Global stocks rose after upbeat Chinese data was released yesterday. The data was enough to more than offset any disappointment from the European Central Bank (ECB) meeting, where ECB President Draghi seemed less willing to ease monetary policy further.
In China, stronger-than-expected export growth was a positive sign for the outlook for global growth (see below for more details). The S&P500 rose to a five-year high.
US treasuries fell (yields rose) on improved sentiment and on optimism about the outlook for global growth.
The first Spanish bond auction for 2013 was successful, selling above its target range and at lower borrowing costs. In secondary markets, 10-year Spanish bond yields declined 25 basis points to 4.90%.
The US dollar weakened against most currencies as risk appetite lifted.
There was plenty of news to support the euro, which gained after the ECB kept interest rates on hold, a more positive assessment from Draghi and a successful Spanish bond auction.
AUD has steadily climbed after the more positive Chinese data from around 1.05 before the release to nearly 1.06 this morning.
Commodity prices rose as Chinese data suggested that global demand was improving.
Oil prices were also supported on news that Saudi Arabia was cutting production in response to softening demand.
Gold prices rose over one percent after the ECB refrained from lowering interest rates.
Building approvals rose a modest 2.9% in November following a 5.1% decline in October.
The driver of growth has been unit development. Approvals of private 'other dwellings' rose 10.1% in the month to be up 36.3% for the year.
Looking through the month-to-month volatility, the upward trend in approvals is more apparent in Western Australia and NSW while South Australia is picking up off a low base.
In Victoria and Queensland the trend has turned down. We expect the positive trend in building approvals to continue, assisted by lower than average interest rates, rising rents and a growing population. The data does not change our view that the RBA will remain on hold until the second quarter of 2013.
The trade surplus in China widened to US$31.6bn in November from US$19.6bn in the previous month, larger than consensus estimates of US$20.0bn.
Both export and import growth exceeded market expectations.
Exports rose 14.1% in the year to December after 2.9% growth in November, suggesting that the pace of global demand is improving.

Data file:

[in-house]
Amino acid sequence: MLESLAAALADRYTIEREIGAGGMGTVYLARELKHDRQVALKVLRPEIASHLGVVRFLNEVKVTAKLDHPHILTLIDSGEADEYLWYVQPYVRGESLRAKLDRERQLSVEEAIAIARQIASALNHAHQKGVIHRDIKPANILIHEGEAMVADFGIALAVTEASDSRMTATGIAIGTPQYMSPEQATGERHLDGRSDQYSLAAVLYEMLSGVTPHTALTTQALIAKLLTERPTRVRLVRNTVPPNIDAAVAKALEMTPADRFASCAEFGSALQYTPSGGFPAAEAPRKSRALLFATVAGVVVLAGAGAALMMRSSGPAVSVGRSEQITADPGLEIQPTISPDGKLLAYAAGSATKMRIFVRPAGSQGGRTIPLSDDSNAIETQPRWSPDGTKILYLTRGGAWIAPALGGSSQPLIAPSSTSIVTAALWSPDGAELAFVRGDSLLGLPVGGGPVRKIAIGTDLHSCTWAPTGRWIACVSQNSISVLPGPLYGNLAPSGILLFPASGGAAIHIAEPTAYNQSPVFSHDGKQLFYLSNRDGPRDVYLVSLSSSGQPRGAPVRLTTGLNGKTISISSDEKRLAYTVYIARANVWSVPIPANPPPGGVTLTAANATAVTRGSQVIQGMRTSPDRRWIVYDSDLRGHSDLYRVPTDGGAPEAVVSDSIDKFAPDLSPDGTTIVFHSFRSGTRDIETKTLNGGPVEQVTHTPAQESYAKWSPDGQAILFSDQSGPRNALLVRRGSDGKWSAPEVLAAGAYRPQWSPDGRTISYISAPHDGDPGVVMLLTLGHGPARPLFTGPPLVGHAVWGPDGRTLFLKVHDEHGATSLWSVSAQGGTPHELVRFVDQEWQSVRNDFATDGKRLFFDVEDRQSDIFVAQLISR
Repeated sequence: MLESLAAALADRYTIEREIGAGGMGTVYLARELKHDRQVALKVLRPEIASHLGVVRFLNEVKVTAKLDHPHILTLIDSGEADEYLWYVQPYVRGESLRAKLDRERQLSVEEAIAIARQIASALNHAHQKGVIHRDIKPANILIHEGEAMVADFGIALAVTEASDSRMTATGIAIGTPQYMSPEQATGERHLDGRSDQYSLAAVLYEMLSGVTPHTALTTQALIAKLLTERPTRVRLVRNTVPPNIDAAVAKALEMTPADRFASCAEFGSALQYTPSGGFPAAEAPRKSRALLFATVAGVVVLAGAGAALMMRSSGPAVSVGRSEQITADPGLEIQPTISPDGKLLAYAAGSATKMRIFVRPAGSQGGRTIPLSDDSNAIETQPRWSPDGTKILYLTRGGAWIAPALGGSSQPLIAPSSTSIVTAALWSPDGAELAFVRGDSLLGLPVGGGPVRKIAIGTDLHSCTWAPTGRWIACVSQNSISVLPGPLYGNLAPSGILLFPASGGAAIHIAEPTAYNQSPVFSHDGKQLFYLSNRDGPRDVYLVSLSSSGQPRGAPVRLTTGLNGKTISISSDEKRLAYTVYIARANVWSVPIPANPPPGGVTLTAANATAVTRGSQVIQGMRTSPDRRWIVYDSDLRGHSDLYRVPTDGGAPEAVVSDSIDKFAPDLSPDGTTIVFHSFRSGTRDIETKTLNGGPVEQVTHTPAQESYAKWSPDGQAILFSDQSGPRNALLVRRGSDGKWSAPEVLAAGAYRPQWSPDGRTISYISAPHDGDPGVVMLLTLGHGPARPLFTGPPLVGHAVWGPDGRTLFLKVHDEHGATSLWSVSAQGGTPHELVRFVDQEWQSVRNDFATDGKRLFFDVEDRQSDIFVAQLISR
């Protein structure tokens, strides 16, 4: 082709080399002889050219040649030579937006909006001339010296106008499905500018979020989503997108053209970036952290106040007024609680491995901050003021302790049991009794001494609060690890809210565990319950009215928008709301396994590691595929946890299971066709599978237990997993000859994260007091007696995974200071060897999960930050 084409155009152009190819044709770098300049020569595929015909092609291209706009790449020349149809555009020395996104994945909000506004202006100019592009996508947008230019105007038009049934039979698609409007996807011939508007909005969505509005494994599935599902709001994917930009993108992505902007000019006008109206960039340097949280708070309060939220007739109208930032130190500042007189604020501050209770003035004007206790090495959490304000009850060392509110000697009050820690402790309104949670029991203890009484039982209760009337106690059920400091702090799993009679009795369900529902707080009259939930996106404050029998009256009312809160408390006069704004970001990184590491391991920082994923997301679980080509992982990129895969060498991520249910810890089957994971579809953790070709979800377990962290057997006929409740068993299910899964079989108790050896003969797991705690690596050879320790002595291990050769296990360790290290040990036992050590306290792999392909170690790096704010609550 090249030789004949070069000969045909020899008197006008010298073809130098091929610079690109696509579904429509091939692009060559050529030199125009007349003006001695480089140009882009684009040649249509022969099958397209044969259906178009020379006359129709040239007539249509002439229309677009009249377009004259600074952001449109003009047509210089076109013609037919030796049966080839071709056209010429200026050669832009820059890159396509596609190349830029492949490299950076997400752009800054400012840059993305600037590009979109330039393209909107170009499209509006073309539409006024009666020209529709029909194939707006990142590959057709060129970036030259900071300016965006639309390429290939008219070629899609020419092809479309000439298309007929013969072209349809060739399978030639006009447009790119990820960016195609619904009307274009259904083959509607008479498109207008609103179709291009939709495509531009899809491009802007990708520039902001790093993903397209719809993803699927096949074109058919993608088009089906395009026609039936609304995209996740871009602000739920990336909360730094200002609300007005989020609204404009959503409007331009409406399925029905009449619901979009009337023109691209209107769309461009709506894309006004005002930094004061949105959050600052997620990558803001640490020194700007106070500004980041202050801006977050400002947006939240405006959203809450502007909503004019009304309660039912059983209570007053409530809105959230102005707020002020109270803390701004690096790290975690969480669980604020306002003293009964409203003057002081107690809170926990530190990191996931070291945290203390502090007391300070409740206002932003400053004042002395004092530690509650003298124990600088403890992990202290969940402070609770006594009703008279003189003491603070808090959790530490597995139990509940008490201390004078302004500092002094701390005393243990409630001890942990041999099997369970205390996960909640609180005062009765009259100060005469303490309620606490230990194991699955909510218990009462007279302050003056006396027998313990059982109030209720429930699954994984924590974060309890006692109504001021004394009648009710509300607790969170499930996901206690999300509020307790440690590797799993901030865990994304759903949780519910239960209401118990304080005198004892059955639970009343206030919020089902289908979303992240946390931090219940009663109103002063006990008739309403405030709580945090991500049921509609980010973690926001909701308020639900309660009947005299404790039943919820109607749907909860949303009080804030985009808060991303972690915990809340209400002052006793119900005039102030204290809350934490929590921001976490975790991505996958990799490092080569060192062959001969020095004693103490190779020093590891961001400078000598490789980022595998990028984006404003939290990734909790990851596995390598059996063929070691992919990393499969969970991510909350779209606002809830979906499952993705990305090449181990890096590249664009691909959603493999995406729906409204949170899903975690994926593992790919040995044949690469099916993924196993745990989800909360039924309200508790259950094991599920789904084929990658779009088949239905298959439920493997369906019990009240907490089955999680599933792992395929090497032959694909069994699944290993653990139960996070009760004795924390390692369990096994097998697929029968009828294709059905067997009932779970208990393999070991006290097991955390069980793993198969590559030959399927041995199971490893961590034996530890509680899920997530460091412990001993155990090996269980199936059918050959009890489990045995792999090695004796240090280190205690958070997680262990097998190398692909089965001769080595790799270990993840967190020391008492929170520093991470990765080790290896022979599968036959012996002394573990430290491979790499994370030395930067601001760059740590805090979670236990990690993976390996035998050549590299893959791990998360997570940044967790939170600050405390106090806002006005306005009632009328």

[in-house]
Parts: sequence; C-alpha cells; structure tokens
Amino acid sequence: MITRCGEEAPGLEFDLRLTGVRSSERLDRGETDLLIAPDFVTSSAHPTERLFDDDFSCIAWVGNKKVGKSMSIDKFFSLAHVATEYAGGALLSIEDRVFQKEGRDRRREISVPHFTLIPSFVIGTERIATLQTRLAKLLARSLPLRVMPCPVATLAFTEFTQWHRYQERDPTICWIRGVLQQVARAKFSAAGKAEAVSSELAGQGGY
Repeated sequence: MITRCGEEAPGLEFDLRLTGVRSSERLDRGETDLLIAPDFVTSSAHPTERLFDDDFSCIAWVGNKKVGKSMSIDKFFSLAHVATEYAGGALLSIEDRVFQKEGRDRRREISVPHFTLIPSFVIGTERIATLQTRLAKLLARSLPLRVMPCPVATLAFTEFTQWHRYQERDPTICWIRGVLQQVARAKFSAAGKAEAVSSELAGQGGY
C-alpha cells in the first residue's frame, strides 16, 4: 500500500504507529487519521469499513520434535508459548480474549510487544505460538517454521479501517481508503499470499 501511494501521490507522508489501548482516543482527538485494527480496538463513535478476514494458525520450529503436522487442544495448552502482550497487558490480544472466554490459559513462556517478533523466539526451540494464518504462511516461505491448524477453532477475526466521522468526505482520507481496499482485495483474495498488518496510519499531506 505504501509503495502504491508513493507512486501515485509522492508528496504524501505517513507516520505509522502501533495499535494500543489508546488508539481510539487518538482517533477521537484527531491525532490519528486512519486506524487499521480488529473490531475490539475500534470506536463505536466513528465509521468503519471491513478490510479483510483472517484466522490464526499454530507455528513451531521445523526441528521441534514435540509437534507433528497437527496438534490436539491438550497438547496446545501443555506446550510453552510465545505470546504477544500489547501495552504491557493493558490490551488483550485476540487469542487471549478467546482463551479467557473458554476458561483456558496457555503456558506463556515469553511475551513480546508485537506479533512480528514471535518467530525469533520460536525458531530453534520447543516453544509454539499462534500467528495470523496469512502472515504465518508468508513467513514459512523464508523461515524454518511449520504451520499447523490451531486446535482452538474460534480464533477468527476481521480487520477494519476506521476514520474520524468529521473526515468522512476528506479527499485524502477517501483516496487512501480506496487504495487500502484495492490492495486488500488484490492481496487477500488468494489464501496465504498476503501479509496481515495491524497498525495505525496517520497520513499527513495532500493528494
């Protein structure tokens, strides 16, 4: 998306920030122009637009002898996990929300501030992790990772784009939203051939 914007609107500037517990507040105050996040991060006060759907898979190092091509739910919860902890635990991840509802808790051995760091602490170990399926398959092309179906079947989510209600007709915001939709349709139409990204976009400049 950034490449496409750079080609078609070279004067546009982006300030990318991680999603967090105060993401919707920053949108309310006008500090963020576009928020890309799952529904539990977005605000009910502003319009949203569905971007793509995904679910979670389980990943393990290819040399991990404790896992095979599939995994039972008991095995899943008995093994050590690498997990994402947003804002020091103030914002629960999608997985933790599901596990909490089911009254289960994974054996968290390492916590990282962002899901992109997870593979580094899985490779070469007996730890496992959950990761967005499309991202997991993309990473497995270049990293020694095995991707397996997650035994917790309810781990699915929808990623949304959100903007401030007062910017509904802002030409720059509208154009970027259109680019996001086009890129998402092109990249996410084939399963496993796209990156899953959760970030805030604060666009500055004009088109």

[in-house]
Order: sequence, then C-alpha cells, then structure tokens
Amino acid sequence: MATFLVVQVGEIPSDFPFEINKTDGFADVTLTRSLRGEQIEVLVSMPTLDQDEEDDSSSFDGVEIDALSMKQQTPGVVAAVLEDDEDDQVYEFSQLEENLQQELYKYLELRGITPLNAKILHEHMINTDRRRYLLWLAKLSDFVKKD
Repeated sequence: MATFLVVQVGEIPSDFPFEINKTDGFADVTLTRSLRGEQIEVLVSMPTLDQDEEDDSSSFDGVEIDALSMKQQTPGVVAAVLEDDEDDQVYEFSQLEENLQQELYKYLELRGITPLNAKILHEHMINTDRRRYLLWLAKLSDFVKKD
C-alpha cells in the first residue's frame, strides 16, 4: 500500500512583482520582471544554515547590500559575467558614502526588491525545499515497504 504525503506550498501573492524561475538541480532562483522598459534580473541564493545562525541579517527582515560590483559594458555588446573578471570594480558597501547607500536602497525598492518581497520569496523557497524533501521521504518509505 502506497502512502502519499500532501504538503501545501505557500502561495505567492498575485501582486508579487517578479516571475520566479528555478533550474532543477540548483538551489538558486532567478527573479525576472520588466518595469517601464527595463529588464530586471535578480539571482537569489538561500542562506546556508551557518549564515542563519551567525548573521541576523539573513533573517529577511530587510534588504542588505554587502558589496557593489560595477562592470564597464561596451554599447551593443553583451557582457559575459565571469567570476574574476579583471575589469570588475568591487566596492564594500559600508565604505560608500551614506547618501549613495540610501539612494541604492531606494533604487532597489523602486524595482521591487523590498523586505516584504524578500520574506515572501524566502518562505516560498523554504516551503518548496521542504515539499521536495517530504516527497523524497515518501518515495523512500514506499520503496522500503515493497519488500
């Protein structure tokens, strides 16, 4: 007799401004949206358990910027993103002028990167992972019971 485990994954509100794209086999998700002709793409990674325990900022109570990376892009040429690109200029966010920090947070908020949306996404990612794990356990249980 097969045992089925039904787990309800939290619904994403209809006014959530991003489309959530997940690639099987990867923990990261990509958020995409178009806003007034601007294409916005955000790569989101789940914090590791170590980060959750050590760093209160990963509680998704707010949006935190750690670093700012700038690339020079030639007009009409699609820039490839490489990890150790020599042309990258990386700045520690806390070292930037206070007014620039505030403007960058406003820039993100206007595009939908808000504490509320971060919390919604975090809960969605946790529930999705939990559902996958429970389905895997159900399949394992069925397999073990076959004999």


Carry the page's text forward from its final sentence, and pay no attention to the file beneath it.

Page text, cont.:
A positive sign for the outlook for Australia was the 6.0% rise in imports in the year to December, after flat growth in November, further indicating that the pace of Chinese demand is picking up.
The European Central Bank (ECB) left rates on hold at 0.75%. ECB chief Draghi maintained the view from December that "later in 2013 economic activity should gradually recover", though "he risks surrounding the economic outlook for the euro area remain on the downside."
But he sounded less willing to admit to policy easing being imminent. While in December there was discussion of a rate cut, at this meeting, Draghi implied that no one on the Council was pushing for lower rates, saying that the decision to leave rates unchanged was unanimous.
The trade deficit widened from a revised NZ$666mn to NZ$700mn in November, taking the annual trade deficit to the largest in more than three years.
Exports fell 2.1%, while imports rose 1.7% in the year. Weakening dairy prices have dampened export values, while reconstruction efforts in Christchurch are supporting demand for imported building materials.
Additionally, the high New Zealand dollar has continued to place upward pressure on the deficit.
The Bank of England (BoE) left monetary policy unchanged. Rates were kept steady at 0.50% and its asset purchase target was unchanged at £375bn.
US initial jobless claims rose 4k to 371k in the week ending 5 January, the fourth consecutive weekly rise from the recent low of 344k in early December.
US wholesale inventories rose 0.6% in November. Durables were up 0.4%, non-durables inventories rose 0.8%. Most of the rise was due to volumes this month, not prices.
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